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Contents[]

  1. Childhood
  2. Education and Martin Luther King Jr.
  3. Family Life
  4. Assassination of Husband
  5. The King Center
  6. LGBT Equality
  7. Illness and Death
  8. Awards and Books
  9. References

Childhood[]

Coretta Scott King was born on April 27, 1927 to Obadiah Scott and Bernice McMurry Scott in Heiberger Alabama. She was the third of fourth children. As a child, she experienced the segregation and racism that were the standard at the time. Her family’s lumber mill was burned down by white neighbors. Coretta and her sisters had to be bussed miles from their home to attend the closest black high school.

Education and Martin Luther King Jr.[]

She attended Lincoln High School, Antioch College, and New England Conservatory of Music. She graduated valedictorian from Lincoln High School. She received a B.A. in music and education from Antioch College in Yellow Springs, Ohio, and then went on to study concert singing at Boston’s New England Conservatory of Music, where she earned a degree in voice and violin.

While in Boston she met Martin Luther King, Jr. who was then studying for his doctorate in systematic theology at Boston University. At the time, Loretta Scott King wasn't interested in finding in love. However, they fell in love and married on June 18, 1953 at her parent's house. Martin. Luther King Sr. wedded the couple.

Family Life[]

Together, Coretta Scott King and Martin Luther King Jr. decide to raise four children during the segregated times. The four children are: Yolanda Denise King (1955-2007), Martin Luther the Third (1957-present), Dexter Scott King (1961-present), and Bernice Albertine King (1963-present).

Martin wanted Loretta to stay at home, and raise their four children. Despite his wishes, she stood by his side in the struggle for civil rights. While she raised their children, she also made speeches, gave Freedom Concerts to benefit the movement, and worked to get the Civil Rights Act of 1964 passed.

The King Center[]

In 1968, she founded the King Center. The Center is housed in the Freedom Hall complex encircling Dr. King’s tomb in Atlanta, Georgia. It is part of a 23-acre national historic site that also includes Dr. King’s birthplace and the Ebenezer Baptist Church, where he and his father both preached. The King Center Library and Archives houses the largest collection of documents from the Civil Rights era. Working as president, chair, and chief executive officer, she dedicated herself to providing training in nonviolence and in Dr. King's philosophy locally, nationally, and internationally.

Advocacy[]

She has spoken at many of the world's most prominent events. In 1987, she helped lead a national mobilization Against Fear and Intimidation in Forsyth County, Georgia. She served in and helped found organizations such as the Black Leadership Forum, the National Black Coalition for Voter Participation, and the Black Leadership Roundtable. She spoke with national leaders from multiple countries, including prime ministers and presidents, but also remained connected to those she worked to help by continuing to participate in protests and marches.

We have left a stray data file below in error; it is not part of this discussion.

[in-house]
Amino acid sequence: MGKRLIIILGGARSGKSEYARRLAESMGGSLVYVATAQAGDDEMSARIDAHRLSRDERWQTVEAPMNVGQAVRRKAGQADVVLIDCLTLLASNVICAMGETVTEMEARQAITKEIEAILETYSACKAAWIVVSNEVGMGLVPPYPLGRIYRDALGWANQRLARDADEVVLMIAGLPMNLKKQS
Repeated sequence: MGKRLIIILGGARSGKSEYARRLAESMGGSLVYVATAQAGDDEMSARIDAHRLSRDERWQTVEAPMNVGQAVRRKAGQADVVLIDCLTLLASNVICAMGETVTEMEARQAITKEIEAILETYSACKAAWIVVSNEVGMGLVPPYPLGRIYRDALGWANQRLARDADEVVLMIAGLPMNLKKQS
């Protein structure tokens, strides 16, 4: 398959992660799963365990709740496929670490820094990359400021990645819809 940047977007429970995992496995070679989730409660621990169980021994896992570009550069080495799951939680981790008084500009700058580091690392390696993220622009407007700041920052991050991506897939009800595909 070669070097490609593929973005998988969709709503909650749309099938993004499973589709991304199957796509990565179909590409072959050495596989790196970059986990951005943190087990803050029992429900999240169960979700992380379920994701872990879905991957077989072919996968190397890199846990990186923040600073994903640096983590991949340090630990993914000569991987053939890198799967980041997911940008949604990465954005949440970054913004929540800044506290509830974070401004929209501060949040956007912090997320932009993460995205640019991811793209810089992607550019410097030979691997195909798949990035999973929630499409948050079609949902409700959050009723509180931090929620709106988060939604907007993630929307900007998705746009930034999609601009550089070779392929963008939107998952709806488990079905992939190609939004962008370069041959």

LGBT Equality[]

Corretta Scott King was an early supporter in the struggle for gay and lesbian civil rights. In August, 1983 in Washington, D.C., she fought the amendment of the Civil Rights Act to include gays and lesbians as a protected class.

She considered gay rights crucial to an equal nation. Citing her late husband’s words, “Injustice anywhere is a threat to justice everywhere,” she maintained that there must be a commitment in the Civil Rights Movement to work toward gay rights.

Coretta Scott King's support of LGBT rights was strongly criticized by some black pastors. Those who criticized what she believed in were labeled "misinformed" - Scott's message is still similar to her husband's, to have the world viewed as equal. 

In 2003, she invited the National Gay and Lesbian Task Force to take part in observances of the 40th anniversary of the March on Washington and Martin Luther King's I Have a Dream speech. It was the first time that an LGBT rights group had been invited to a major event of the African-American community.

Illness and Death[]

Towards her seventies, Coretta Scott King started encountering medical issues. It had came to a point where her husband's assistant had to help her part-time. Her first hospitalization was in April 2005, which was a month after she spoke in Selma for the 40th anniversary. The doctors had then diagnosed her with a heart condition, but released her on her 78th birthday. As time went on, she suffered more strokes. On August 16, 2005, she was hospitalization again, she suffered another stroke and a heart attack. According to her youngest daughter, she wasn't able to speak nor move on her right side. The doctors released her on September 22, 2005 once she regained some of her speech, and asked her to do therapy. On January 26, 2006, she checks into a rehabilitation center in Rosarito Beach, Mexico. When she checked in, she uses a fake name because of her identity. On January 30, 2006, she dies in the rehabilitation center due to the ovarian cancer. Her body was flown out to Atlanta on February 1, 2006. The funeral was held in Atlanta on February 7, 2006.

Awards and Books[]

Awards: Coretta Scott King Award for Author (received in 1984)

Gandhi Peace Prize (received in 2004) 

Books: My Life, My Love, My Legacy 

My life with Martin Luther King, Jr (published in 1969) 

Words of Martin Luther King, Jr (published in 1983)

Freedom of Movement (published in 1990)

Salute to Historic Black Achievers (published in 1992)

The Martin Luther King, Jr. Companion (published in 1992) 

Black Americans of Achievements (published in 1994) 

Autobiography of Coretta Scott King (published in 2005)

References[]

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